Huntin’ Solo

I went on my first solo hunt this past week, and man, was it hard! I typically hunt public land because we have a lot here in New Jersey, but I didn’t really know what to expect from going out by myself. To be honest, I’d planned a solo hunt or two before and backed out because I was scared to go through with it.

I started by camping out in my car at the Wawa nearest the WMA I planned on hunting. I’d found where I planned to park and enter the area, I had my call and hen decoy, and my turkey vest. Should be easy right? Not quite. I got up the next morning, donned my camo, and proceeded to go into my newfound hunting spot. Within minutes, I heard turkeys gobbling from my car! Jackpot! Heart racing, I bounded into the woods. I only had one problem, there was no trail! So I spent about 30 minutes trying my best to hike into a suitable hunting spot until I realized I had no reception to update my hunting apps with. *insert face palm emoji* I didn’t think beforehand to download any maps, so I decided to turn around before I got lost. And get lost I did! I started getting slightly nervous when I couldn’t navigate my way back out of the labyrinth of timber I’d spent so much effort getting into. My phone’s compass wasn’t much help, and I couldn’t help but think about the creepy serial killer that was bound to be living in one of the dilapidated abandoned houses on the property. After a good 30 minutes of trekking, I found my way back to my car, and decided I’d try to find another trail somehow.

Fast forward 2 hours, and I see behind me the ever-welcoming flashing blue and white police lights. Great. I’d been driving back and forth on the same road for hours trying to decipher the private land notices without figuring out how to gain access to the public land I was trying to hunt. Apparently, people don’t take too kindly to you creeping up and down their street. Luckily for me, the police officer was also a conservation officer, and he ended up escorting me to the giant parking lot I’d passed 15 million times. In my defense, the parking lot had the same sign as the neighborhood across the street, so I wouldn’t have known any different unless someone had told me.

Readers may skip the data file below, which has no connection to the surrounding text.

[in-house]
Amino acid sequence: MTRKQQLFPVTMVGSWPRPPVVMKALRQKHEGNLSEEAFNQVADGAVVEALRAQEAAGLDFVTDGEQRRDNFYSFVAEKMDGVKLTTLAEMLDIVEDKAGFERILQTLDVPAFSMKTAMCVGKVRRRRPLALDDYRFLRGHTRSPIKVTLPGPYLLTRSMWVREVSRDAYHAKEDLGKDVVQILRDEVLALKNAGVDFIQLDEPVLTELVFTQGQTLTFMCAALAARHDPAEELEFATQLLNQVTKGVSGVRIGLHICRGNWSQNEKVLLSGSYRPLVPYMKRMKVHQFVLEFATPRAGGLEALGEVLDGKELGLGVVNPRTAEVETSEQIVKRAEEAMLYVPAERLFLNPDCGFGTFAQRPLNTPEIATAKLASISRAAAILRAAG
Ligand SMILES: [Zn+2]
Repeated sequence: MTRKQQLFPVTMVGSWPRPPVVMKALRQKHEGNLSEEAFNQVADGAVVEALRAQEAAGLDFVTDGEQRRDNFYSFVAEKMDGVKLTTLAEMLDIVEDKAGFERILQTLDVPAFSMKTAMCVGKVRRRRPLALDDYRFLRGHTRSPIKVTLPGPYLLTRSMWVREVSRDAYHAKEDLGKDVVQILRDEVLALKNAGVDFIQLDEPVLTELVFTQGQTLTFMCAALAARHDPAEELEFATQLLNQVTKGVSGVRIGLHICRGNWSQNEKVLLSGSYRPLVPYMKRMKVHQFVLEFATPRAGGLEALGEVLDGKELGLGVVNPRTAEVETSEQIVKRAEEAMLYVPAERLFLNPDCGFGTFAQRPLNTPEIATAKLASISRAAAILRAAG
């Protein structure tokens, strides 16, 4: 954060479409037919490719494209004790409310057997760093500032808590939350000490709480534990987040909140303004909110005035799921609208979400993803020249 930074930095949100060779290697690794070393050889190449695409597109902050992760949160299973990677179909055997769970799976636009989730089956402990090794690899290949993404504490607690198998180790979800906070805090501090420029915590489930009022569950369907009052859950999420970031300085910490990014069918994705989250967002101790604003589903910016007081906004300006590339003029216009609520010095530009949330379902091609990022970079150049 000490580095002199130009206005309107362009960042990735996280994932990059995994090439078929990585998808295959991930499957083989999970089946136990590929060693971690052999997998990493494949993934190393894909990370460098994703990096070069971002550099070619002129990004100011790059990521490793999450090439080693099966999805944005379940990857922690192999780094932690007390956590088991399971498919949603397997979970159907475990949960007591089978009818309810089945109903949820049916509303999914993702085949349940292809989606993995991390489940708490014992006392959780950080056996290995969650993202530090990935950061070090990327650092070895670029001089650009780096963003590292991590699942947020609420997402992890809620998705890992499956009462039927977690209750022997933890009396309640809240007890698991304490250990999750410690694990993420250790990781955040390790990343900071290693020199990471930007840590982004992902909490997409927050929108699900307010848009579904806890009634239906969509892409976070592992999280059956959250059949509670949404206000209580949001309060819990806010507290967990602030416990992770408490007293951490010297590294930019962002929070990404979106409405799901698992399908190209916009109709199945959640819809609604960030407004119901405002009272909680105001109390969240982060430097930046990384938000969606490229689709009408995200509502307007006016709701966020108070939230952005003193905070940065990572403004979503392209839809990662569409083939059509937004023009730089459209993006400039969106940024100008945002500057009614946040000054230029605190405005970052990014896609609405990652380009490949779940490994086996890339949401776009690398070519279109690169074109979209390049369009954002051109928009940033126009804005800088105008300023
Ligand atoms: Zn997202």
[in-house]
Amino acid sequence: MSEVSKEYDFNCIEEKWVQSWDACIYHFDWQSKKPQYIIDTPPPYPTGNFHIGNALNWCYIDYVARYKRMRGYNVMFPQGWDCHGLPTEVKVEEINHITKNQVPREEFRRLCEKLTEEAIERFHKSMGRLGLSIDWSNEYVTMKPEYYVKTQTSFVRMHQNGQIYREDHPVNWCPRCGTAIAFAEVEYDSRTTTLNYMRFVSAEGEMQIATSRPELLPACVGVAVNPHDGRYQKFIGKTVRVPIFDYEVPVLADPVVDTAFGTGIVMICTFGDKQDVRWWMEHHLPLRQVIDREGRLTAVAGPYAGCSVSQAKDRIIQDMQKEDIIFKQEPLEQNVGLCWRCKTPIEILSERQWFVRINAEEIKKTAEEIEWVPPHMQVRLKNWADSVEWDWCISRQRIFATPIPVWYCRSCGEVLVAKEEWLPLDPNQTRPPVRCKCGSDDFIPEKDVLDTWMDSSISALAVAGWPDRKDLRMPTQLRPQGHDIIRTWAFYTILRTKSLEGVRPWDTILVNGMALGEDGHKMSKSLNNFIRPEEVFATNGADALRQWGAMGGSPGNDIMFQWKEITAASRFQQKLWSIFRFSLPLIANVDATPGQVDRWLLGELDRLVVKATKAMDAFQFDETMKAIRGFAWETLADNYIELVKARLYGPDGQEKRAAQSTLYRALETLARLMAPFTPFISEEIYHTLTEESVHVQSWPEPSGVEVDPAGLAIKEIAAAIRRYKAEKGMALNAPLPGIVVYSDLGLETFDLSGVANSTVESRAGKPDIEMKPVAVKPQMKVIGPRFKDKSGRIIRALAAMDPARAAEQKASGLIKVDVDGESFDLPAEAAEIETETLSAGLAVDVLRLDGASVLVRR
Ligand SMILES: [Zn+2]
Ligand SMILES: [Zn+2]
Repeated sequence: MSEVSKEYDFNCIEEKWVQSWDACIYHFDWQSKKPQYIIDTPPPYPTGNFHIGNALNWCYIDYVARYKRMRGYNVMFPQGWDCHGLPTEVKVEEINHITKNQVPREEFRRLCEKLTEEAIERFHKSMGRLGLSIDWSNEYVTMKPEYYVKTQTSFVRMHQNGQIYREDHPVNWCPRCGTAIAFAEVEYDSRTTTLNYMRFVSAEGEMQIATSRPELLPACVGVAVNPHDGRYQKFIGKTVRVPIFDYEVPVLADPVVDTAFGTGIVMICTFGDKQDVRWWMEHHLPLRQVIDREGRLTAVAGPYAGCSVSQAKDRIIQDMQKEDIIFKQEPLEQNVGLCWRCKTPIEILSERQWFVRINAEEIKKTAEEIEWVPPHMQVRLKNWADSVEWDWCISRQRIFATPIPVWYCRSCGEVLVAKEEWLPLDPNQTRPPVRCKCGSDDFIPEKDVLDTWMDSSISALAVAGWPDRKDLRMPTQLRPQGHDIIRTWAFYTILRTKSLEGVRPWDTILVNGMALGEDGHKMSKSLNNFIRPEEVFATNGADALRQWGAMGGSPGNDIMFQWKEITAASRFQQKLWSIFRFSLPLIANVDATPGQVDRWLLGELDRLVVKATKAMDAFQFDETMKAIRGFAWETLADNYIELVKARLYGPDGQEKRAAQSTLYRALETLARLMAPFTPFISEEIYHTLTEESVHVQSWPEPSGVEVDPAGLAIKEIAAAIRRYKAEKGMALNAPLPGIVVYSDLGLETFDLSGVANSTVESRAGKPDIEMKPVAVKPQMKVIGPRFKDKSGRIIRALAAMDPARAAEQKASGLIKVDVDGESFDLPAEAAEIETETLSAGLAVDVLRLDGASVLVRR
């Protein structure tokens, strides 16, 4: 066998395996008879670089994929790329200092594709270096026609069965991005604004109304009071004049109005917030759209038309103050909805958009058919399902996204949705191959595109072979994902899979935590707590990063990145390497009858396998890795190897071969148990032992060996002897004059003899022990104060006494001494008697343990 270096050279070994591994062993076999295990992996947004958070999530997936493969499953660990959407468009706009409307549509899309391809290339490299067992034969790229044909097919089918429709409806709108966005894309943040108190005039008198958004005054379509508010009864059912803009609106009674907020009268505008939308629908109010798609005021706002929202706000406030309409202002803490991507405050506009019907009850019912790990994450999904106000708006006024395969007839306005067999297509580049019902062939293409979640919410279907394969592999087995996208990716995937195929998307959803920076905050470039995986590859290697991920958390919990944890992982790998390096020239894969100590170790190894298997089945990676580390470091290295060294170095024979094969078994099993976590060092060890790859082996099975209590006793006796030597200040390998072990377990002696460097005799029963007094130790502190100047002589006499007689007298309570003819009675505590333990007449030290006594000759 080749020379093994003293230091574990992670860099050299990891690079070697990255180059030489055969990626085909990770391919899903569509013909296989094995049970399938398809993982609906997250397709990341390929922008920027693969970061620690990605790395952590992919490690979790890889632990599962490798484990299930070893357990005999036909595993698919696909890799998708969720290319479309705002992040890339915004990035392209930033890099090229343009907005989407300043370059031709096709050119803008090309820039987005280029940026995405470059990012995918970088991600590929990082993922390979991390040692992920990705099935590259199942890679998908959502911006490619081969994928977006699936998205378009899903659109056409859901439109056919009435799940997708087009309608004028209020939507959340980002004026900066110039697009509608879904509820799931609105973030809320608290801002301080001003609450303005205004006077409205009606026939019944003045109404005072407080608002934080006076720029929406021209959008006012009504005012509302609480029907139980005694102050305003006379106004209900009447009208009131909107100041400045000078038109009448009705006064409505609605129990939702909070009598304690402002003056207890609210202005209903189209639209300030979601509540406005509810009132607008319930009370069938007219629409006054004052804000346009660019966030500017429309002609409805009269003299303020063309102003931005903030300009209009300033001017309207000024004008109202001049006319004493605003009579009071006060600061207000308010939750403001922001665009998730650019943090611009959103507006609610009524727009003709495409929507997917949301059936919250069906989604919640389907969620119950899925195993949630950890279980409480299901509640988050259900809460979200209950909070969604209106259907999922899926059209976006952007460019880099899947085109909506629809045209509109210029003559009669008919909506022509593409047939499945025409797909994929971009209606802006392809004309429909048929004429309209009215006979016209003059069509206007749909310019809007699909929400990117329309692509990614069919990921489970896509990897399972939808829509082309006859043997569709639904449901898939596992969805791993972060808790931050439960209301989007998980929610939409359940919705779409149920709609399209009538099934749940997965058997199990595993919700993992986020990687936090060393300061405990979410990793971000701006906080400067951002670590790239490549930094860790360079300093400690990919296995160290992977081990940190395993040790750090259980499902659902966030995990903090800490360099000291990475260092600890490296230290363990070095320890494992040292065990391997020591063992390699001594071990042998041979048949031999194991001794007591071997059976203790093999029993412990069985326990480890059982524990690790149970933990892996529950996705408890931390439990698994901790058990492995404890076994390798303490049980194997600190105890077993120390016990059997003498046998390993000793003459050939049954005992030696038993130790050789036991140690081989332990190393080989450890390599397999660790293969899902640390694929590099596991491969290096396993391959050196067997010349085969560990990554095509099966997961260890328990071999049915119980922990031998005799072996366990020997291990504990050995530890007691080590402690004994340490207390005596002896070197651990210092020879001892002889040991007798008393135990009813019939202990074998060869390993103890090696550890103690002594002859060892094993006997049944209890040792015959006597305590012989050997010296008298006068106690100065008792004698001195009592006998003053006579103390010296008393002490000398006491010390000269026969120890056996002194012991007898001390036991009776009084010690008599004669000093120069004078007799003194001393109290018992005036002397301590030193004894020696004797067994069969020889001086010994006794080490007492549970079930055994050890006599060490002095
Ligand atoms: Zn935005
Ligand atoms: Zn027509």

Now, I was happy. I’d finally found the land I was going to hunt, which happened to be an old golf course with trails! I had the happiest pep in my step as I found a nice little tree to set up under and call. I heard zero turkey sounds the entire time but I didn’t care, I’d started to figure it out!

Sometimes you just have to do what you’re afraid of, and dive into what makes you uncomfortable. It’s the most gratifying feeling knowing that you’re out doing something others are afraid to, and succeeding at it, even in the least. I get so many DMs and comments on social media about how much of an inspiration I am for female hunters to hunt solo, and I’m grateful for that, but there should be more women who are empowered to get out on their own. I believe there is an opportunity to impact the future generations of hunting through the women who will eventually become mothers of hunters. There is also a need for the state programs to make accessibility to public land easier for those going it alone or trying to figure things out.

Overall, this was my favorite hunt to date. Simply because I took every obstacle that was thrown at me and overcame it, with th help of God and a wonderful conservation officer. I still haven’t harvested a turkey, but I’m building up the experience to become one of the fiercest female bowhunters out there, and I’m proud of myself for persisting.